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I have enrolled in a Trigonometry Class in College.

  1. Jun 4, 2003 #1
    Anyways as I said, I put myself in a Trigonometry class. I got in to this Continued Learning Program at a Small College in which they will let me take Trigonometry and I will not get any Credits from it, therefore they will not put this class in my School Records. Im basically taking it on my own free will and it will do me some in Knowledge but for School Record, it will not affect it. Anyways, I got finished taking Algebra II in High School. I ACED the Exam with a 100. So I will be taking Calculus next year.

    What I need to know is, How much do they cover in a typical Week in a Trigonometry class? Since I am going to this class tommorrow for the first time when it started Last Week. Can anyone Give me any specific areas of Trigonometry that they have covered on there first week of learning?

    I felt I should Post this Thread in here, because i am asking for help. Please forgive me if it should be in the Mathematics Topic.
  2. jcsd
  3. Jun 4, 2003 #2


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    I took that class years ago and am now taking calc 2. Anyways...i remember back then alot of it was all about SOH CAH TOA! I must have learned something in there but theres alot more you'll solve for. Basically algebra is mostly calc1 and trig is calc 2/3.
    Youll do fine! Good luck!
    Dx :wink:
  4. Jun 4, 2003 #3
    Trig was an enjoyable course. If you have an imagination you will see all kinds of practical uses for it. You have to do some memorization, as will all math type courses, but I believe (and hope) that you will have a great time.
    Good luck
  5. Jun 4, 2003 #4


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    How much more is there to Trigonometry than what HS teaches you?
  6. Jun 4, 2003 #5

    Tom Mattson

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    That depends on whether or not this is a "summer course", as opposed to a regular 15-week semester course. The only way you can tell for sure is to get a copy of the syllabus and find out what was done.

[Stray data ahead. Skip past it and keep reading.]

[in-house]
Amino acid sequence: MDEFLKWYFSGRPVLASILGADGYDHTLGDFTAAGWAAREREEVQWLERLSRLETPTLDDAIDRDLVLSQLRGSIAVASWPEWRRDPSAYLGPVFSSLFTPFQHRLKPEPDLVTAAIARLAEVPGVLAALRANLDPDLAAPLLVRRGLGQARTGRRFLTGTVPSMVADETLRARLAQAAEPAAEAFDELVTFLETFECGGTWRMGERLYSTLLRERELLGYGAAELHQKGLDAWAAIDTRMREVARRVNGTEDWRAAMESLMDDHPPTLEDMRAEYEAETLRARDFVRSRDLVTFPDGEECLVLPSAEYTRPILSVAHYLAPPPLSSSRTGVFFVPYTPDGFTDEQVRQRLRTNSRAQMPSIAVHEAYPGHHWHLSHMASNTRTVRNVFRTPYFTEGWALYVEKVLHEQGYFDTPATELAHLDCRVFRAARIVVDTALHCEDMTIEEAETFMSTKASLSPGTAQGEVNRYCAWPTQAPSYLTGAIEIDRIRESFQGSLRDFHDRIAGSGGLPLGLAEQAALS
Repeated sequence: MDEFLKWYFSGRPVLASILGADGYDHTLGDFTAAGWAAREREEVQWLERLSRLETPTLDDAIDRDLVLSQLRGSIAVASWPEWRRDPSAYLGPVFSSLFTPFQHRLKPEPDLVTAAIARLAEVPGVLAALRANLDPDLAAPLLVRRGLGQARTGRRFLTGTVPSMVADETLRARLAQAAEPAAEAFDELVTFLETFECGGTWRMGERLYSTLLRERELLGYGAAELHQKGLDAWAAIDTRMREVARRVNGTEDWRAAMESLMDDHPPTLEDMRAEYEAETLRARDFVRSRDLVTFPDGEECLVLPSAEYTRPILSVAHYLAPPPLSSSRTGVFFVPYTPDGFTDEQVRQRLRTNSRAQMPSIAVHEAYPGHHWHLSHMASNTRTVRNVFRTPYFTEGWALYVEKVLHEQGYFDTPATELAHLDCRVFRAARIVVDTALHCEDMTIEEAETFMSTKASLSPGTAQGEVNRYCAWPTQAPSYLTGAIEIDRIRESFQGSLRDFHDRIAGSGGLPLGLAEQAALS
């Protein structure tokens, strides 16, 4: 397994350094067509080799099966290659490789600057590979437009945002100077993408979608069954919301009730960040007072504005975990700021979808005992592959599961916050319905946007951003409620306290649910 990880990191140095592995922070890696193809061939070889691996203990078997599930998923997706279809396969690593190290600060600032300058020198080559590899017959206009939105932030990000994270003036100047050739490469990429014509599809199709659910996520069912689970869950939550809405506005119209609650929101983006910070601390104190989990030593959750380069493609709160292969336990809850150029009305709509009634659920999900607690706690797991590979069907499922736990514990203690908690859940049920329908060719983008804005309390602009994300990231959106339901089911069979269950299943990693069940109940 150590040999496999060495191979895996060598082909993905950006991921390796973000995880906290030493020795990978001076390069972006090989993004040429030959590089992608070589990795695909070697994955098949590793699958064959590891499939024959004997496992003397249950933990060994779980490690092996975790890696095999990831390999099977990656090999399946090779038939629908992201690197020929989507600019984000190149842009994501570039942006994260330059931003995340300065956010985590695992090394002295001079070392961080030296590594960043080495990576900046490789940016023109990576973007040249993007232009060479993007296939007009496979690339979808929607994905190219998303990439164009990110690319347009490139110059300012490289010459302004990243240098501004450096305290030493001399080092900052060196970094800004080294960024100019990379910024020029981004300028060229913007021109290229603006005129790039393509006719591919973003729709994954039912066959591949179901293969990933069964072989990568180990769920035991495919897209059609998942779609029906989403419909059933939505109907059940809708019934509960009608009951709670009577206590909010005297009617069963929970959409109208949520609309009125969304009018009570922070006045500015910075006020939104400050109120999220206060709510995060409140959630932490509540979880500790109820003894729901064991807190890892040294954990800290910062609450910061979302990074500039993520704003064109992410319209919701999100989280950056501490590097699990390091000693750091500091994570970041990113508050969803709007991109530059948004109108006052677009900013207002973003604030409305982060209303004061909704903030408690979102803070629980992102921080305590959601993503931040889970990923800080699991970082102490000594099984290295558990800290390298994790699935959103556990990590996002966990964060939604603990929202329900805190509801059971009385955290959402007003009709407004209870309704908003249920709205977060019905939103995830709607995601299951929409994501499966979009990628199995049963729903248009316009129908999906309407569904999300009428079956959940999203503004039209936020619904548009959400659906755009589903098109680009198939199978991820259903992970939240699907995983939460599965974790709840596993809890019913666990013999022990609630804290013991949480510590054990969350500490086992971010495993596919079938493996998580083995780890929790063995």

No, you're fine here.
  7. Jun 4, 2003 #6
    Yes it is a Summer Coarse. Ill be taking 2 hours of it everyday, For this month. From the looks of the replies in here, I get the reaction to think that Trigonometry is a piece of Geometrical Algebraic Cake. Although I seemed to hit a bump. They ran out of Trigonometry Text Books. A Ladie told me that they were going to make Copies of the Text Book, and that I should come at a certain time to pick up a copie. Well, I went to the College that certain time to pick up a made copie. Anyways, The Teachers their knew they were out of Trigonometry text books, but there were no copies made of the book.

    Tommorrow I will attend the class with my Mathematical Neccessities and I will be the only one not to have a Text book intill they get a copie of it. I have bought and read many books on Mathematics. One book has 6000 years of Mathematics from the Beginning to now. I have been looking over the Trigonometry area of the Book and I was Familiar with SOH CAH TOA. Though I will have to Look at the other Formulas found in the Trigonometry Section and learn to Understand them. The Class is one week ahead of I, the guy I met at the area I was going to get a copie of the Trig Text Book said, "Your going to need to a Calculator tommorrow". I was going to bring my Calculator tomorrow anyways. So Judging from his Calculator statement, they are really not that far into the Subject and that they are just now Exploring the ways of Using Calculators to calculate Trigonometrical Problems.
    Last edited: Jun 4, 2003
  8. Jun 8, 2003 #7
    Please check my answers to the followign Trigonometric equations.
    When you look at the Equations you must mark see if it is True or False.

    5. cos (-1000) sec 1000 = -1
    Answer: FALSE

    6. tan (-160) = - tan 20,
    Answer: TRUE

    7. tan (-100) cot 100 = -1
    Answer: True

    8. sin(-200) csc 20 = -1
    Answer: True

    9. sin (-60)/sin (-30) = cot 30
    Answer: True

    10. 1/cot (-[the]) = - tan [the]
    Answer: True

    11. sin² (-[the]) - cos² [the] = -1
    Answer: False

    12. cot² (45) + 1 = csc² (-45)
    Answer: False

    13. cos (-130) is a positive number
    Answer: True
    Last edited: Jun 8, 2003
  9. Jun 9, 2003 #8

    Tom Mattson

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    I differ from you on #8,12,13.

    #8: Note that -200o=160o. sin(160o)>0.

    #12: Note that csc2(-45o)=csc2(45o), by virtue of the fact that you are squaring the negative number.

    #13: Note that -130o=230o, and cos(230o)<0.
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